1500 troopers, had found himself suddenly compelled to attack about double that
number of Federal infantry. He did so once, and then a second time, but on each
occasion without breaking the lines to which he was opposed; and toward the
close of the day he found himself unhorsed, but still unwounded, with no weapon
in his hand but his pistol, immediately surrounded by about a dozen of his own
men, but so far in advance of the body of his troops as to make it almost
impossible that he should find his way back to them. As the smoke cleared away
and he could look about him, he saw that he was close to an uneven, irregular
line of Federal soldiers. But there was still a chance, and he had turned for a
rush, with his pistol ready for use in his hand, when he found himself
confronted by a Federal officer. The pistol was already raised, and his finger
was on the trigger, when he saw that the man before him was his brother.
"Your time has come," said Frank,
standing his ground very calmly. He was quite unarmed, and had been separated
from his men and ridden over; but hitherto he had not been hurt.
"Frank!" said Tom, dropping his
pistol-arm, "is that you?"
"And you are not going to do it,
then?" said Frank.
"Do what?" said Tom, whose
calmness was altogether gone. But he had forgotten that threat as soon as it had
been uttered, and did not even know to what his brother was alluding.
But Tom Reckenthorpe, in his
confusion at meeting his brother, had lost whatever chance there remained to him
of escaping. He stood for a moment or two, looking at Frank, and wondering at
the coincidence which had brought them together, before he turned to run. Then
it was too late. In the hurry and scurry of the affair all but two of his own
men had left him, and he saw that a rush of Federal soldiers was coming up
around him. Nevertheless he resolved to start for a run. "Give me a chance,
Frank," he said, and prepared to run. But as he went—or rather, before he had
left the ground on which he was standing before his brother—a shot struck him,
and he was disabled. In a minute he was as though he were stunned; then he
smiled faintly, and slowly sunk upon the ground. "It's all up, Frank," he said,
"and you are in at the death."
Frank Reckenthorpe was soon
kneeling beside his brother amidst a crowd of his own men. "Spurrell," he said,
to a young officer who was close to him, "it is my own brother." "What! General
Tom?" said Spurrell. "Not dangerously, I hope?"
By this time the wounded man had
been able, as it were, to feel himself and to ascertain the amount of the damage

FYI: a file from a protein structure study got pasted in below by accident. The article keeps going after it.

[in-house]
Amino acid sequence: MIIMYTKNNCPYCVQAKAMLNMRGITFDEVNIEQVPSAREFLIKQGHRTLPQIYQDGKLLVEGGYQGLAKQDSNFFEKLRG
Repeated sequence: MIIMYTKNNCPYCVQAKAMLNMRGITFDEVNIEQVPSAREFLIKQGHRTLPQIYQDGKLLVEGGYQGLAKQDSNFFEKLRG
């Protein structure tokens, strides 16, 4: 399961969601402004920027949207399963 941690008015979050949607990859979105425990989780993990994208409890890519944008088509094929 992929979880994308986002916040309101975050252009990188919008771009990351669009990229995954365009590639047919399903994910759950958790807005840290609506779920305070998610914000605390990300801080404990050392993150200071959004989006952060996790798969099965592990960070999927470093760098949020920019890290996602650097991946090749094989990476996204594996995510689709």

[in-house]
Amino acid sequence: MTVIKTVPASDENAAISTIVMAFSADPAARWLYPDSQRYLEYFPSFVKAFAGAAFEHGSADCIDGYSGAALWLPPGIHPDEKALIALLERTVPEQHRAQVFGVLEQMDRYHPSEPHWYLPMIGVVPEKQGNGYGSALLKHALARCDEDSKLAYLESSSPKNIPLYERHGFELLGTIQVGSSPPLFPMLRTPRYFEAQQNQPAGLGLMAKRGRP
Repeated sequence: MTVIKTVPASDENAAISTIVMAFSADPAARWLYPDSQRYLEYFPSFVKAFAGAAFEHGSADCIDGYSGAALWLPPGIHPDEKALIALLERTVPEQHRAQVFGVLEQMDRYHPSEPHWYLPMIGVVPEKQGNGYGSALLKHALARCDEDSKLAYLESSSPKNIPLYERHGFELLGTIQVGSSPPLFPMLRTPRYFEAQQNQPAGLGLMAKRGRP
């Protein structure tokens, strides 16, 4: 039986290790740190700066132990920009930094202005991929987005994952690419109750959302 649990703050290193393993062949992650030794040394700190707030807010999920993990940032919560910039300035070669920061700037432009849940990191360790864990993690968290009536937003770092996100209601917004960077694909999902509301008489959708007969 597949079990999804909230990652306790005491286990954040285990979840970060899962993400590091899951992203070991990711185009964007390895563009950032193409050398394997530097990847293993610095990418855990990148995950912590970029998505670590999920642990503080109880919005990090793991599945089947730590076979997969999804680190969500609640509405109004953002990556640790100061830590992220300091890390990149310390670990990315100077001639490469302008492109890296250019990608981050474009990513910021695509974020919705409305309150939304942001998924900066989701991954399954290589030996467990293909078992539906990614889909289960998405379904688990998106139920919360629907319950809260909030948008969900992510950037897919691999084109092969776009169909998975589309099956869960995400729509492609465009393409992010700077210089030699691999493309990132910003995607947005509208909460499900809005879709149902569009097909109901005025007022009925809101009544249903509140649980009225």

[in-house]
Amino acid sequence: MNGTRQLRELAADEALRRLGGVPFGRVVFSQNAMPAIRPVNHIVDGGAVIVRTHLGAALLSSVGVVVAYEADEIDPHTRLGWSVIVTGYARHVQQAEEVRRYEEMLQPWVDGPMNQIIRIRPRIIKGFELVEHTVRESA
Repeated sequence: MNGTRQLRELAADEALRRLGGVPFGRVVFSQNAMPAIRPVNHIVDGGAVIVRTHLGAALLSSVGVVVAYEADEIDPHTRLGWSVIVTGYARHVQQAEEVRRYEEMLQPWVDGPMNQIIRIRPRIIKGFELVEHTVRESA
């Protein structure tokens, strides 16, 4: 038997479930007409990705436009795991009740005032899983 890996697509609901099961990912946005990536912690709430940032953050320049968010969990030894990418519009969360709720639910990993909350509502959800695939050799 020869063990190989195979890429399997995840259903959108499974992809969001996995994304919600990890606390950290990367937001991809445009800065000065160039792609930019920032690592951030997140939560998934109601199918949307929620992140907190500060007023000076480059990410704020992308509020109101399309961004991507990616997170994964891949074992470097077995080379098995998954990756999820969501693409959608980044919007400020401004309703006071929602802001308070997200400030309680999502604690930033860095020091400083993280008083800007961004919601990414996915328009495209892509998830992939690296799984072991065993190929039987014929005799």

done him. "It's my right leg," he said; "just on the knee. If you'll believe me,
Frank, I thought it was my heart at first. I don't think much of the wound, but
I suppose you won't let me go."
Of course they wouldn't let him
go, and, indeed, if they had been minded so to do, he could not have gone. The
wound was not fatal, as he had at first thought; but neither was it a matter of
little consequence as he afterward asserted. His fighting was over, unless he
could fight with a leg amputated between the knee and hip.
Before nightfall General Tom
found himself in his brother's quarters, a prisoner on parole, with his leg all
but condemned by the surgeon. The third day after that saw the leg amputated.
For three weeks the two brothers remained together, and after that the elder was
taken to Alexandria as a prisoner, there to wait his chance of exchange. At
first the intercourse between the two brothers was cold, guarded, and
uncomfortable; but after a while it became more kindly than it had been for many
a day. Whether it were cold or kindly, its nature, we may be sure, was such as
the younger brother made it. Tom was ready enough to forget all personal
animosity as soon as his brother would himself be willing to do so; though he
was willing enough also to quarrel—to quarrel bitterly as ever—if Frank should
give him occasion. As to that threat of the pistol, it had passed away from Tom
Reckenthorpe, as all his angry words passed from him. It was clean forgotten. It
was not simply that he had not wished to kill his brother, but that such a deed
was impossible to him. The threat had been like a curse that means nothing,
which is used by passion as its readiest weapon when passion is impotent. But
with Frank Reckenthorpe words meant what they were intended to mean. The threat
had rankled in his bosom from the time of its utterance to that moment, when a
strange coincidence had given the threatener the power of executing it. The
remembrance of it was then strong upon him, and he had expected that his brother
would have been as bad as his word. But his brother had spared him; and now,
slowly, by degrees, he began to remember that also.
"What are your plans, Tom?" he
said, as he sat one day by his brother's bed before the removal of the prisoner
"Plans," said Tom. "How should a
poor fellow like me have plans? To eat bread and water in prison at Alexandria,
"They'll let you up to Washington
on your parole, I should think. Of course I can say a word for you."
"Well, then, do say it. I'd have
done as much for you, though I don't like your Yankee politics."
"Never mind my politics now,
"I never did mind them. But at
any rate, you see I can't run away."
It should have been mentioned a
little way back in this story that the poor old Major had been gathered to his
fathers during the past year. As he had said himself, it would be better for him
that he should die. He had lived to see the glory of his country, and had
gloried in it. If further glory or even further gain were to come out of this
terrible war—as great gains to men and nations do come from contests which are
very terrible while they last—he at least would not live to see it. So when
he was left by his sons, he
turned his face to the wall and died.
"I suppose you will get home?"
said Frank, after musing a while, "and look after my mother and Ada?"
"If I can I shall, of course.
What else can I do with one leg?"
"Nothing in this war, Tom, of
course." Then there was another pause between them. "And, what will Ada do?"